A historian’s take on health care and insurance in the US:
Health care in the US is primarily driven by an “insurance company model”.’
There actually was a “medical marketplace” in early 20th century.
One of the best in that marketplace was a “prepaid physician group” with profit sharing for docs.
Truman proposed universal health care.
A.M.A. fought government intervention.
A.M.A. decided that the best way to keep the government out of their industry was to design a private sector model: the insurance company model.
In the insurance company model, insurance companies would pay physicians using fee-for-service compensation.
Thus, physicians became allied with insurance companies – both striving to keep government out of health care. Fee for service was their chosen model.
The model worked to expand coverage: from 25% of the population in 1945 to about 80 percent in 1965.
Elderly did not get covered as well. Congress stepped in with Medicare in 1965.
Because of rising prices, insurers gradually took over. “To constrain rising prices, insurers gradually introduced cost containment procedures and incrementally claimed supervisory authority over doctors. Soon they were reviewing their medical work, standardizing treatment blueprints tied to reimbursements and shaping the practice of medicine.”
Innovation in lacking. Concierge medicine experiments show some promise, like Atlas is Wichita.
It’s always easier looking backward. If only 25% of the population have health insurance, it seems eminently sensible that driving that number up to, say, 80% would be a high priority goal.
That’s what America did: it adopted a high priority goal to increase health insurance coverage from 25% to 80%. It’s chosen method was a fee-for-service reimbursement model – the “insurance model”. We put insurance companies in the driver’s seat, and we encouraged them to work with employers and physicians groups.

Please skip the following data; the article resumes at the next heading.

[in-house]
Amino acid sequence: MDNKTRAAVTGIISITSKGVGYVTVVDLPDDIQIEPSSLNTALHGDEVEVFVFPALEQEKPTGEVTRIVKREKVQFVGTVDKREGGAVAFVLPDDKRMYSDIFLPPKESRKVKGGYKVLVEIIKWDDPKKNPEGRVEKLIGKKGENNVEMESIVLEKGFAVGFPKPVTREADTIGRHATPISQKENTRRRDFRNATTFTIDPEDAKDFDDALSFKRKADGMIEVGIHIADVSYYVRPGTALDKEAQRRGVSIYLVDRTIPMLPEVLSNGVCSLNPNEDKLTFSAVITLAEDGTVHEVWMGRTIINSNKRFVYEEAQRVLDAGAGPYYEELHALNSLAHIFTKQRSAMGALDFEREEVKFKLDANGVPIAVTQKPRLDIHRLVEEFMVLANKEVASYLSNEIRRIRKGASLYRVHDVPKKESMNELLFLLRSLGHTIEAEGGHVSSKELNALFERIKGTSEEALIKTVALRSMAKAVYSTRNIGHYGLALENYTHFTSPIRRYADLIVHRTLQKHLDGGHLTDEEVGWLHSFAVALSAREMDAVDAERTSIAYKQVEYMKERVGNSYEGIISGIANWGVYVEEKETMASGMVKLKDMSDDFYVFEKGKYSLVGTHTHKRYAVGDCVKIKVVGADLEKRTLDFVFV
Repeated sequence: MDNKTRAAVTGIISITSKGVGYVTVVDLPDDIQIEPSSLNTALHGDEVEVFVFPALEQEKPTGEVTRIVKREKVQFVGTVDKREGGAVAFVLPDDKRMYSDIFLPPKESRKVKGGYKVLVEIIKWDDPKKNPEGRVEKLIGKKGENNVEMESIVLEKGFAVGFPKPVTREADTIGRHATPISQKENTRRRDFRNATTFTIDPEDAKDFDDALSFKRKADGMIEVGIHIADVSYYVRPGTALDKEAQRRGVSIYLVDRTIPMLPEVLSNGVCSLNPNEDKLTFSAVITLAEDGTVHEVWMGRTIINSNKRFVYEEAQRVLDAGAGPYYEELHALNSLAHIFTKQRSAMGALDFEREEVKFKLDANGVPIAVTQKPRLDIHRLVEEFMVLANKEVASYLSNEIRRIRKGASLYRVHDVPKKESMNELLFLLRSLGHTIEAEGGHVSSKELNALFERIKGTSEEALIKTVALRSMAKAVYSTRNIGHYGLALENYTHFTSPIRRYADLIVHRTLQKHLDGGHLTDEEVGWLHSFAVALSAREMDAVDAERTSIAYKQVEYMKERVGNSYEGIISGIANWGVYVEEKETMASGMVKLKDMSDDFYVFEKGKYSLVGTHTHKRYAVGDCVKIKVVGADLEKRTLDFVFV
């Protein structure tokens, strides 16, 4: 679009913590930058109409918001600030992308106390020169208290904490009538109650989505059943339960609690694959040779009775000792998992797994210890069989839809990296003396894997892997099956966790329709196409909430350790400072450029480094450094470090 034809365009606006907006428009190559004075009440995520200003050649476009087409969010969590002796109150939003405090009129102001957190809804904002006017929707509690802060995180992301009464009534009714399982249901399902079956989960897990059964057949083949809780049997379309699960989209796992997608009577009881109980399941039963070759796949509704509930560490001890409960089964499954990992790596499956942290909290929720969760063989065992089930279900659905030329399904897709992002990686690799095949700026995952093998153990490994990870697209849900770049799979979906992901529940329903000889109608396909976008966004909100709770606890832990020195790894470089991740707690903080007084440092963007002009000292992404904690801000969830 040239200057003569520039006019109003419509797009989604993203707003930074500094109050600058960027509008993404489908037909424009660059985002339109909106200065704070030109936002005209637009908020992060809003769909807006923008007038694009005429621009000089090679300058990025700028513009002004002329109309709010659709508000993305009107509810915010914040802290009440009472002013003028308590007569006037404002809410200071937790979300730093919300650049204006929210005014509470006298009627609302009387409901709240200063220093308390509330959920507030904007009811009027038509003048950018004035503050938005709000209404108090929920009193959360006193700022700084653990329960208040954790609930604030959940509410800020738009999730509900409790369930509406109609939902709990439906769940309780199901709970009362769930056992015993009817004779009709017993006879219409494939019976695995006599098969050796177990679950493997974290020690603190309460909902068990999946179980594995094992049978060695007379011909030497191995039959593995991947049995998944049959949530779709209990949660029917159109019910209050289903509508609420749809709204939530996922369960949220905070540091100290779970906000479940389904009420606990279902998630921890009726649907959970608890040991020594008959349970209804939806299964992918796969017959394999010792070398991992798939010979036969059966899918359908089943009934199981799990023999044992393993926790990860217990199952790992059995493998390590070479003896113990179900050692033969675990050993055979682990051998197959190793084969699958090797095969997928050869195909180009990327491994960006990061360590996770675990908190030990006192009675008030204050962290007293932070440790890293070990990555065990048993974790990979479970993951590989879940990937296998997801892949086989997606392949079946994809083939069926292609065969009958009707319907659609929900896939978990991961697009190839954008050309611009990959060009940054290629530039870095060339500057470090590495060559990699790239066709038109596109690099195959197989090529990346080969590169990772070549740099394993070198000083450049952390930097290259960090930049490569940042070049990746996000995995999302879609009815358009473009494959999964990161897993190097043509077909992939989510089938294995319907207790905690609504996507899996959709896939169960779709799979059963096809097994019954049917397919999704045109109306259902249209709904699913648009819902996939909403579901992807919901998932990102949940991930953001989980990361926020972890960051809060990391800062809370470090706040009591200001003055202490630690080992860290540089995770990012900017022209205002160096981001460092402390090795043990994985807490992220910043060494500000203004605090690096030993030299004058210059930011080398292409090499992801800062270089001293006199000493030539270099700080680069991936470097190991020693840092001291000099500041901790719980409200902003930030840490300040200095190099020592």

They were the middle man:
Insurers made sure that their employer clients had the benefits they needed to attract employees, at a cost that was practical.
Insurers also made sure that their physician partners supplied the services that they needed, at prices that were practical.
So, with the insurer-as-middle-man-model, we achieved our goal of enrolling 80%, up from 25%. 80% of the American population had health insurance in 1965.
So – what’s wrong with that?
It’s mostly very good. But…
Looking backward, it is obvious now that what is wrong: it is the remaining 20%. These are the unemployed – or the seniors – or the ones who have such ugly health attributes that their health costs are truly exorbitant.
While America was getting the 80% “squared away”, the 20% were left to fend for themselves. They overran emergency rooms; they took beds in charity hospitals; they died.
In 1965, we adopted Medicare and Medicaid. Medicare addressed the 20% who were seniors.
Medicaid addressed the 20% who were poor, such as:
People of all ages with disabilities
People who need long-term care
Most of this happened over time, not in 1965. State offerings vary.
In 1997, we adopted CHIP for children. This addressed the 20% who were kids. 11 million kids got coverage. They were from families with too much income to qualify for Medicaid.
in 2003, we adopted MMA “The Medicare Prescription Drug Improvement and Modernization Act of 2003”. Under the MMA, private health plans were offered, approved by Medicare “Medicare Advantage Plans’. An optional prescription drug benefit was offered (“Part D”)